Insider Tips on Buying a Used Car From a Private Seller
If you have been meaning to buy a vehicle for business or personal use but don't have enough money in the bank for its purchase, the typical alternative is to buy a used car at its rock-bottom price from a private seller.
However, there are several pros and cons to consider when going this route. Dealing with an individual and not a business entity will save you a lot on dealer fees but you won’t also get dealer warranties. You can’t also cancel the sale in case you change your mind a day after purchasing the vehicle and discovering major engine issues.
Here are some tips for a safe and smooth experience on buying a used car from a private seller:
1. Ask questions
Whether or not you’re communicating with the seller on online marketplaces or in person, never hesitate to ask questions about the car’s condition even before checking the vehicle and test driving it. Sometimes, you can sense a scam or bad sale as early as this stage, especially when the seller’s answers do not really make sense.
Some good questions to ask include:
- Why are you selling the car?
- Are you the original owner? If not, who owned the car before you?
- How long have you owned the car?
- Where did you buy it?
- What was the car used for?
- Who has been driving it lately?
- Have you taken the car off-road?
- What issues have come up since you bought it?
- What are its issues at present?
- What car parts are not original?
- Has it been in an accident?
- Have the airbags ever been deployed?
- How often have you been taking the car for maintenance and where?
- Can I see your service records?
2. Run a VIN check
You can check the car’s history report if you know its vehicle identification number (VIN). This identifying code for a specific automobile is usually found on the driver's side of the dashboard or under the hood in front of the engine. If not, it could be inside the driver's door jamb, under the spare tire, or in a rear wheel well.
The VIN check can tell you a lot about the car’s history, including its:
- Title blemishes
- Vehicle maintenance
- Existing liens
- Odometer or title fraud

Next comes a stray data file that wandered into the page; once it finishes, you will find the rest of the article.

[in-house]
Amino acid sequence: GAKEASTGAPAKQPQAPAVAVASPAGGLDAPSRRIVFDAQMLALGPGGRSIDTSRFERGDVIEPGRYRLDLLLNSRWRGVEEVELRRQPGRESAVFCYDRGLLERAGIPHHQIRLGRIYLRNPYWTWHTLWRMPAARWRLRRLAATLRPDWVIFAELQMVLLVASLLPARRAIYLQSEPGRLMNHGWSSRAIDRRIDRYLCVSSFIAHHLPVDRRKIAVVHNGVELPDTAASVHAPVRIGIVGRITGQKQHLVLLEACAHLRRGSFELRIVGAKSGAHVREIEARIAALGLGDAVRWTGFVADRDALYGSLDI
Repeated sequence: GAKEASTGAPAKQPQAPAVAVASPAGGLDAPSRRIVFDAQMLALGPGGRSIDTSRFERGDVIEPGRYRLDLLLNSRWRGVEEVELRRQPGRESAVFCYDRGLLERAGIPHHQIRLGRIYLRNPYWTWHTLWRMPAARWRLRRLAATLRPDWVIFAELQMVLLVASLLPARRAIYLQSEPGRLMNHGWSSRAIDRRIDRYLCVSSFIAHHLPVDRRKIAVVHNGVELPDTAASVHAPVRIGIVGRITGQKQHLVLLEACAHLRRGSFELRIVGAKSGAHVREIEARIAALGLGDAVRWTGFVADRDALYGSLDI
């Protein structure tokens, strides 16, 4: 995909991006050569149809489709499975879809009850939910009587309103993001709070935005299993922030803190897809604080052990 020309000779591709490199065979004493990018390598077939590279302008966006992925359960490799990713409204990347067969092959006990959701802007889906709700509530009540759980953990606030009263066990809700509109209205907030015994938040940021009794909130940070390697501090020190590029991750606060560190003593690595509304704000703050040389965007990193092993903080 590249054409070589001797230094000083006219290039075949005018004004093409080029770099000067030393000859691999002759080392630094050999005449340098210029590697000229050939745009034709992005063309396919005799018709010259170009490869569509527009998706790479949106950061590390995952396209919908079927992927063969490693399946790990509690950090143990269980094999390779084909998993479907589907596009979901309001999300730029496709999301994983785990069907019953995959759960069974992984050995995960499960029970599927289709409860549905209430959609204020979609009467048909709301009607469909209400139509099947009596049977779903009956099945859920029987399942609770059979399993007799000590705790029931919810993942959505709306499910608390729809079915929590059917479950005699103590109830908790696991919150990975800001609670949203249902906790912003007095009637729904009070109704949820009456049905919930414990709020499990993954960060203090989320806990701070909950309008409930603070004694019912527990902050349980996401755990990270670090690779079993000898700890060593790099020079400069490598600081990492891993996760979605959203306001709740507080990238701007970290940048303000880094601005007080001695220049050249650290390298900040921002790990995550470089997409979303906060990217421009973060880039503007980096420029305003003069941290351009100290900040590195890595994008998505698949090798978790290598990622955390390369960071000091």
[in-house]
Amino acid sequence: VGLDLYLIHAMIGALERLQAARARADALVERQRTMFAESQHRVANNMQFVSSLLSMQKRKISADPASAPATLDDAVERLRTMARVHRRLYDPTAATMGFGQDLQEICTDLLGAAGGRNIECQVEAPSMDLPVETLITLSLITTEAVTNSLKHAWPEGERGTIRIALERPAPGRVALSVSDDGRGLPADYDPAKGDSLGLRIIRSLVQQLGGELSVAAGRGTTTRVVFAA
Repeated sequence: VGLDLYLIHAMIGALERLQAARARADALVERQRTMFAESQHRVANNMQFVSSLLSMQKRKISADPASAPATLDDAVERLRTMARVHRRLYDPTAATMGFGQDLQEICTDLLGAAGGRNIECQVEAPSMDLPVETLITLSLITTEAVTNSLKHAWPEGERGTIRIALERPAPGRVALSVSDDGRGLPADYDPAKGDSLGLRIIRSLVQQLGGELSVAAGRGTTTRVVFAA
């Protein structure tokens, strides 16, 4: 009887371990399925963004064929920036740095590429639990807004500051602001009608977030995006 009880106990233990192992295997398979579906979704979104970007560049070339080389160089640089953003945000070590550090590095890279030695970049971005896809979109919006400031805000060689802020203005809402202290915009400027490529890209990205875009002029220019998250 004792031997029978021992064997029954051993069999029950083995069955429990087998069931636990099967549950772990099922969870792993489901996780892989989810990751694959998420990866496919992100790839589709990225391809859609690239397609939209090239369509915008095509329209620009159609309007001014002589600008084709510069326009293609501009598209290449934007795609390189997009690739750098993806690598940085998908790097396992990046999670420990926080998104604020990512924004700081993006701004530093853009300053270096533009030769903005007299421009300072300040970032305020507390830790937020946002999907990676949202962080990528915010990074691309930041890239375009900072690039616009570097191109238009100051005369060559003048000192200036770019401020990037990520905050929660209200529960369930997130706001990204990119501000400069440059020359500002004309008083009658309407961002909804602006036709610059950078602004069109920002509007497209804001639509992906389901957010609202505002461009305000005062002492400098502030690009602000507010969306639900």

- Airbag deployments
- Flood damage
- Lemon Title (If it has malfunctioned several times while under warranty and this defect makes the car inoperable or unsafe to drive)
You can ask for the car’s VIN over the phone or online when you’re not communicating with the seller in person. If the seller is willing to give it to you before going out to check the car up-close, you can do the VIN check and save time negotiating for a car with a bad past.
Once you have it, simply enter the code on VIN check websites like AutoCheck.com or the website of the transport authority in your state of residence and instantly see the car’s rego information.
The seller can also send you a VIN check report but it is better to do it yourself. This will prevent any shady seller from altering or deleting some negative information on the report before handing it over to you.
3. Get a pre-purchase inspection
This is a detailed inspection of the vehicle that is performed by a duly licensed auto mechanic or an automotive technician who is knowledgeable in the make and model of the vehicle being inspected. Its purpose is to gather factual information on the vehicle's current condition, including its cosmetic, mechanical, and safety status. It will also uncover existing conditions or maintenance shortcomings that could become potential safety or financial issues in the future.
You can request a vehicle inspection service from any trusted auto repair shop for a fee. You can also have it done by your own mechanic if you have one. During the process, the mechanic will take a close look at the car’s tires, lights, brakes, body condition, and computerized engine analysis among many other things.
Be aware though that a private seller is not used to buyers asking for a pre-purchase inspection, unlike an established dealer. Therefore, you might need to explain to the seller the importance of this process. If you’re shouldering the inspection fee and the car doesn’t have any issue that the seller conceals, this should be a reasonable request.
You may spend money on inspection before actually buying a used car from private seller but it’s worthwhile if you want to avoid owning a mechanically unsound car.
If the mechanic gives the car a clean bill of health, consider buying it. If repairs are recommended, however, negotiate for a lower car price or deduct the repair cost from the purchase price of the vehicle if the seller is willing.
4. Use a mobile mechanical diagnostic tool
While it's not as good as getting an experienced mechanic to check the car, it’s a decent alternative if you can’t afford to pay for a pre-purchase vehicle inspection service.
A mobile mechanical diagnostic tool app lets you run a computer diagnosis on the car through a handheld device or on certain smartphones. It comes with a sensor that plugs into the onboard diagnostics (OBD-II) port in the car’s computer. Once connected, it provides a code reading and computer diagnosis of any issue on the vehicle.